The Michigan Engineer News Center

Kyle Min awarded Towner Prize for Distinguished Academic Achievement

Kyle Min researches how computer vision can analyze law enforcement body cameras.| Short Read
EnlargeKyle Min
IMAGE:  Kyle Min (MSE EE '18), will soon enter PhD study advised by Professor Jason Corso.

Kyle Min, a master’s student in electrical and computer engineering about to begin PhD study, was recently awarded the Richard F. and Eleanor A. Towner Prize for Distinguished Academic Achievement by the College of Engineering.

Min works with Jason Corso, Associate Professor of Electrical Engineering and Computer Science, on improving computer vision.

Specifically, Min is employing computer vision to review video from law enforcement body cameras.

“Body camera media is very hard to analyze because there are many viewpoint changes and very active scenes,” says Min. The videos are analyzed for media summaries and scene understanding. There is currently little existing computer vision research on body camera footage.

I really love our school's positive and productive research environment.Kyle Min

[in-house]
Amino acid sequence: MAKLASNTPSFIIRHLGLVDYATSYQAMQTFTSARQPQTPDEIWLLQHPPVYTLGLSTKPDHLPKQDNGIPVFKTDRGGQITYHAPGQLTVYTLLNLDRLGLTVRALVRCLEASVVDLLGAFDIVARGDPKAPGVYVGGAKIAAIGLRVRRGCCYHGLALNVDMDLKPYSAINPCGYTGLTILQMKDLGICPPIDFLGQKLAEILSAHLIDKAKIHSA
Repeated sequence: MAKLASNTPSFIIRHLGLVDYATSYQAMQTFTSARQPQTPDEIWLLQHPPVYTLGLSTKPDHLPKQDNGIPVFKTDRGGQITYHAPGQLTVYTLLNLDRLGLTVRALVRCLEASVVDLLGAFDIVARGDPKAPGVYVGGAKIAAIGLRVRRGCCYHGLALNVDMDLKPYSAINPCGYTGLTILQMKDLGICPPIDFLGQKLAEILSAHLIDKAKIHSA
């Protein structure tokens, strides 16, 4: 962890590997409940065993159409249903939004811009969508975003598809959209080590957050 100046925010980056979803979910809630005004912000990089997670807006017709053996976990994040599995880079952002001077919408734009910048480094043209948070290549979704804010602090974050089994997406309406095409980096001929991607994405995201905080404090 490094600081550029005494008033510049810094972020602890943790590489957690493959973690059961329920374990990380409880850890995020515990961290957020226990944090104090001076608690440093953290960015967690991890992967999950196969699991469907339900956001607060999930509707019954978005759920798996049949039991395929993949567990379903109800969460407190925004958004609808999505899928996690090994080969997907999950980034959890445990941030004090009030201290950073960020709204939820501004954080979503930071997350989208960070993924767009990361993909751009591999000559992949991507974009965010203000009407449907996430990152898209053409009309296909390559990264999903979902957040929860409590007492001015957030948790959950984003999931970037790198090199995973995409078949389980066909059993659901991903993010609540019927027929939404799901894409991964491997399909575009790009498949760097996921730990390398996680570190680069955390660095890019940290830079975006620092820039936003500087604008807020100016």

Min, who dreamed of becoming a robotics engineer in grade school, decided on researching computer vision as a way to improve artificial intelligence. He chose to pursue computer vision at the University of Michigan due to its diversity and atmosphere. “I really love our school’s positive and productive research environment,” Min adds.

Kyle Min
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The electrons absorb laser light and set up “momentum combs” (the hills) spanning the energy valleys within the material (the red line). When the electrons have an energy allowed by the quantum mechanical structure of the material—and also touch the edge of the valley—they emit light. This is why some teeth of the combs are bright and some are dark. By measuring the emitted light and precisely locating its source, the research mapped out the energy valleys in a 2D crystal of tungsten diselenide. Credit: Markus Borsch, Quantum Science Theory Lab, University of Michigan.

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